During the period between the American revolution and the French revolution the three colors were already fashionable with men and women in ribbons and rosettes on clothing and hats in France. The rosette, originally used on military uniforms, took on a new significance during the revolutionary period as people began wearing them to show allegiance to ideas or groups rather than just as decoration. Camille Desmoulins, during a speech on 12 July 1789, proposed that those who supported the patriots wear a rosette. He pulled a handy leaf from a nearby tree and pinned it to his hat during a zealous speech. The idea caught on like wildfire, but the next day the revolutionaries realized that green was the color of the Count d’Artois – one of the hated royals – thus the rosette color was changed to tricolor. Perhaps La Fayette or Bailly, the mayor of Paris, had the idea to fusion the colors of the king (white) and the red and blue of the national guard. Another source suggests the idea came from the king himself in a gesture of reconciliation. In any case the colors caught on and were soon seen on belts, scarves and flags carried by the revolutionaries. In 1790 a national tricolor rosette was proclaimed. There was no particular organization of the three colors at the time, but white was often in the center. Progressively tricolor flags became official, but some had horizontal stripes, some vertical and there were many different shapes. Things were clarified in 1794 when it was decided that ships would use a flag of three bands of equal widths with blue next to the pole. The maritime flag progressively became the de facto national flag and came and went in popularity throughout the 19th century; used during the various uprisings and republics, but banished during the monarchies and empires. The flag was not officially defined until the 1958 constitution. The shades of the three colors are still not specifically defined and can vary largely in usage from poppy to brick and cyan to cobalt.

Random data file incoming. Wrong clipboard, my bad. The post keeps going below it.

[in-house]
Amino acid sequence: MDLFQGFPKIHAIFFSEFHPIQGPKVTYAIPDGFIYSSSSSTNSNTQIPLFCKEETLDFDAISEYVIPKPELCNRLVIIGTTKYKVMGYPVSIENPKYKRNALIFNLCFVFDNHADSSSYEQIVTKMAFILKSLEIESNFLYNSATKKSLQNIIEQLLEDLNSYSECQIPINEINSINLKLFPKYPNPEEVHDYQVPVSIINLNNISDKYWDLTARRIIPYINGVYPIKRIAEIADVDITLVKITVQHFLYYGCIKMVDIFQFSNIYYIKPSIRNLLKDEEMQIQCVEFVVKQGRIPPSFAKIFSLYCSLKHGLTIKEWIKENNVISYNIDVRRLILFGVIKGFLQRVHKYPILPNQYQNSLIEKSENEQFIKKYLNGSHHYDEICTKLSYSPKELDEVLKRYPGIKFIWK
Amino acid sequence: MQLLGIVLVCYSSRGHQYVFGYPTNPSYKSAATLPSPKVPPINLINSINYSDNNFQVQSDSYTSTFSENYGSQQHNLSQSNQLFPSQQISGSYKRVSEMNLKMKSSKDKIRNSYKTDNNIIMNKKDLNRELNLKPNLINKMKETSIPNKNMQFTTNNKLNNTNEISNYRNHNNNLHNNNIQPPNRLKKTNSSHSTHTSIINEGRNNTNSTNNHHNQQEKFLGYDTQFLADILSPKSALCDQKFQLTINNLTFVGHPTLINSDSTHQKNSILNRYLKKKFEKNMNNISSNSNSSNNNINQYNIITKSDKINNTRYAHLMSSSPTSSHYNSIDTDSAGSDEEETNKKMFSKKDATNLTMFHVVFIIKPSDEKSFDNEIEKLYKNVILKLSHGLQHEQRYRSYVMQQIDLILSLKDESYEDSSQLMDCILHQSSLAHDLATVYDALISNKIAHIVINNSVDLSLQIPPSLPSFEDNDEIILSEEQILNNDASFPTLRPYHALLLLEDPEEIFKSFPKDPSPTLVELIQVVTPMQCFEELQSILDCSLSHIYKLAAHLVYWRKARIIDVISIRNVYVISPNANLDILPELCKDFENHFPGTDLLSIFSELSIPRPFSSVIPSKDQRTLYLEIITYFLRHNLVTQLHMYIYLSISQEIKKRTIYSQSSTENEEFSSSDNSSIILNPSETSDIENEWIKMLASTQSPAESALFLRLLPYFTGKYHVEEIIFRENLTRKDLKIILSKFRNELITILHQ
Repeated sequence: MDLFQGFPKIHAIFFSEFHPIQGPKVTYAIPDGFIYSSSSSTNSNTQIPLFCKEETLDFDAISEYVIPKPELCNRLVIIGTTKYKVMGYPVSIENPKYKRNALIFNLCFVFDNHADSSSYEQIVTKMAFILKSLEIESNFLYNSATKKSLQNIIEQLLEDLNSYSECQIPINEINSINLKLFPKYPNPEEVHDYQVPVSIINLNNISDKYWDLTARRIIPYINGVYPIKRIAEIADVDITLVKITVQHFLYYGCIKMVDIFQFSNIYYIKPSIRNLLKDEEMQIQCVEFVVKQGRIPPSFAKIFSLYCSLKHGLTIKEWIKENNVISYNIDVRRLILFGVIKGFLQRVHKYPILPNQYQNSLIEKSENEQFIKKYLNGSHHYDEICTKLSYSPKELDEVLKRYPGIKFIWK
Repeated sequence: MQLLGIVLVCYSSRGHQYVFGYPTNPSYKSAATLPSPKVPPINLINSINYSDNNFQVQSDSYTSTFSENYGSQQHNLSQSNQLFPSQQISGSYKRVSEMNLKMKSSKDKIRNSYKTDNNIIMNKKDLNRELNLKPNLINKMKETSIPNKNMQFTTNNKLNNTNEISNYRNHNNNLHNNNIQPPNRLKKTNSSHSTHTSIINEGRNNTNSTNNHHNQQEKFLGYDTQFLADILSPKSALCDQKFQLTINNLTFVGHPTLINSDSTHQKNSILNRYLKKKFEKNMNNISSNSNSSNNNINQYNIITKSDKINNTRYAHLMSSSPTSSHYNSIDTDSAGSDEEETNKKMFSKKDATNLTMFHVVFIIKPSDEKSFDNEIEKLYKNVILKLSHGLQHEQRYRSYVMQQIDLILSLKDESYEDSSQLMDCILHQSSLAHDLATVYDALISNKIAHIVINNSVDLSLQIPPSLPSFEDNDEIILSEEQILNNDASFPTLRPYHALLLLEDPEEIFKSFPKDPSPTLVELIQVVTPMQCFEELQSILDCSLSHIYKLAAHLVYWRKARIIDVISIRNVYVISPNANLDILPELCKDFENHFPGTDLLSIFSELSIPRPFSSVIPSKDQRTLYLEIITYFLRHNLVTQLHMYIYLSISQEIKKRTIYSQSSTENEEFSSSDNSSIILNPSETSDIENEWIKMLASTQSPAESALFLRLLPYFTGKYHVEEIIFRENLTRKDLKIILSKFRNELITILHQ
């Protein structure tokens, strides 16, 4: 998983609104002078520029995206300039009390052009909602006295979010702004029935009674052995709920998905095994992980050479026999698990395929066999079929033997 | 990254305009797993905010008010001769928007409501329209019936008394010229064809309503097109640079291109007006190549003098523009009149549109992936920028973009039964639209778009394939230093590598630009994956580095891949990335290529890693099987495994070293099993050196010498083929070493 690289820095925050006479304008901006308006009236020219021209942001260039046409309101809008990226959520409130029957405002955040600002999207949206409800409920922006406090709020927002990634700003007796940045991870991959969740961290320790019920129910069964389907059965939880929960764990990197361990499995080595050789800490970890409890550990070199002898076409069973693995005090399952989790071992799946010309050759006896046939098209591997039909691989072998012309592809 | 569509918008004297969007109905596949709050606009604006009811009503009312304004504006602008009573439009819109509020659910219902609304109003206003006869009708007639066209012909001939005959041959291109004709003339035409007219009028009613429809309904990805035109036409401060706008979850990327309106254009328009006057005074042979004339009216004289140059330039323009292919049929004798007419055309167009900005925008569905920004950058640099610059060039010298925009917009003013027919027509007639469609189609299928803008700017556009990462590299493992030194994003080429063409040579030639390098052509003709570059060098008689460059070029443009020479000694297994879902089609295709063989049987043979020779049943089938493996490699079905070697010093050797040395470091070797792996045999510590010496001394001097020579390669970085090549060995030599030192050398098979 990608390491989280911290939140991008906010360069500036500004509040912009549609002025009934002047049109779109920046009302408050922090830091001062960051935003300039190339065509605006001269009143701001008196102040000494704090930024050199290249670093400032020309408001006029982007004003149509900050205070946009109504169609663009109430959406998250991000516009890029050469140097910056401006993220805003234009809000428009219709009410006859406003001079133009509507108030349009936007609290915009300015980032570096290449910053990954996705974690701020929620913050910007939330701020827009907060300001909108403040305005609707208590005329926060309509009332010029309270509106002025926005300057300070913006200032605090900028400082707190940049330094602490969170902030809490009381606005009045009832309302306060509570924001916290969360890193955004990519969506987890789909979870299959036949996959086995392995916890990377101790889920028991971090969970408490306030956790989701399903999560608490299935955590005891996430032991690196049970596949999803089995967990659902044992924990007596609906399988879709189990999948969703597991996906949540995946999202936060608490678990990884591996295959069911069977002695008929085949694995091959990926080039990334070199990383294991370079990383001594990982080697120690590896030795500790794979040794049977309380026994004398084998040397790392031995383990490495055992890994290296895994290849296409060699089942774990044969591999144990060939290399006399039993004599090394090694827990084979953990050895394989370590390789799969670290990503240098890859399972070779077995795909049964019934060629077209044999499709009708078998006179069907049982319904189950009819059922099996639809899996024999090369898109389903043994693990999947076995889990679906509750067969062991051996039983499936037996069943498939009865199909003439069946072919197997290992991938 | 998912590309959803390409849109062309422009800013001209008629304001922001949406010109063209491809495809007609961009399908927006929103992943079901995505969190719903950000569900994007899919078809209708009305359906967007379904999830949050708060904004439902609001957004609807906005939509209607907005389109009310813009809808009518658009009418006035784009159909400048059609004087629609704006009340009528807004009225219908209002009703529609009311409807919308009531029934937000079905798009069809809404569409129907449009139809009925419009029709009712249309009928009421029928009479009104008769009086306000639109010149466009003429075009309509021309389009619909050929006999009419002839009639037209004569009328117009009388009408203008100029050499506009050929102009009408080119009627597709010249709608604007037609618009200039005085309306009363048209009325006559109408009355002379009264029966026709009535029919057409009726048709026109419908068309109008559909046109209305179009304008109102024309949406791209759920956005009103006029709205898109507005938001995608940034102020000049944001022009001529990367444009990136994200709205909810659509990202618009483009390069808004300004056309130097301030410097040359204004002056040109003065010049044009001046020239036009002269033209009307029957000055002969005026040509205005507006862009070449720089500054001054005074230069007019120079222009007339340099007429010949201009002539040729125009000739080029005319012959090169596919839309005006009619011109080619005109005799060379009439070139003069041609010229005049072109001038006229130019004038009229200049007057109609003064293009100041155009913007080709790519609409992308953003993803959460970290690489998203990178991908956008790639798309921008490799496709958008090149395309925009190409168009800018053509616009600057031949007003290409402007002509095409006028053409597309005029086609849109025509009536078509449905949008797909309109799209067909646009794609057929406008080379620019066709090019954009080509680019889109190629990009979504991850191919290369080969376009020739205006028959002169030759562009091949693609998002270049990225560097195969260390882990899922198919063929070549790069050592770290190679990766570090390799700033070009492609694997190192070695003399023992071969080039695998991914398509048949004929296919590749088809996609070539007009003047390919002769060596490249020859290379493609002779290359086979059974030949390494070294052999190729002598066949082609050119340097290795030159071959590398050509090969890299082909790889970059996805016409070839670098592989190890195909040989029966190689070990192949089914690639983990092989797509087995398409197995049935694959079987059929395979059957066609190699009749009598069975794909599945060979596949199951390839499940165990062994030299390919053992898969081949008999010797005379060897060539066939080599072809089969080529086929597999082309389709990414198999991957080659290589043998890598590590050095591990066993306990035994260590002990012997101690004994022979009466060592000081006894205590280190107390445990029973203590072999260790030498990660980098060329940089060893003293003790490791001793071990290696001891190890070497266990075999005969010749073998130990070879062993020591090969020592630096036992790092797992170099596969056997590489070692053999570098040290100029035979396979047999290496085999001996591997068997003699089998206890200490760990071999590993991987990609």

There is a specific way to fold the French flag: Fold in first the red, then the blue thirds to cover the white, then fold in half the other direction so that only the blue is visible.
There are also specific days to fly the flag:
19 March – Remembrance of the victims of the Algerian war
Last Sunday in April Remembrance of the Deported
8 May – Victory 1945
9 May – Europe Day
2nd Sunday in May – Joan of Arc Day
27 May – Resistance Day
8 June – Homage to the victims of the Indochina war
18 June – Commemoration of the 1940 call to resistance by General de Gaulle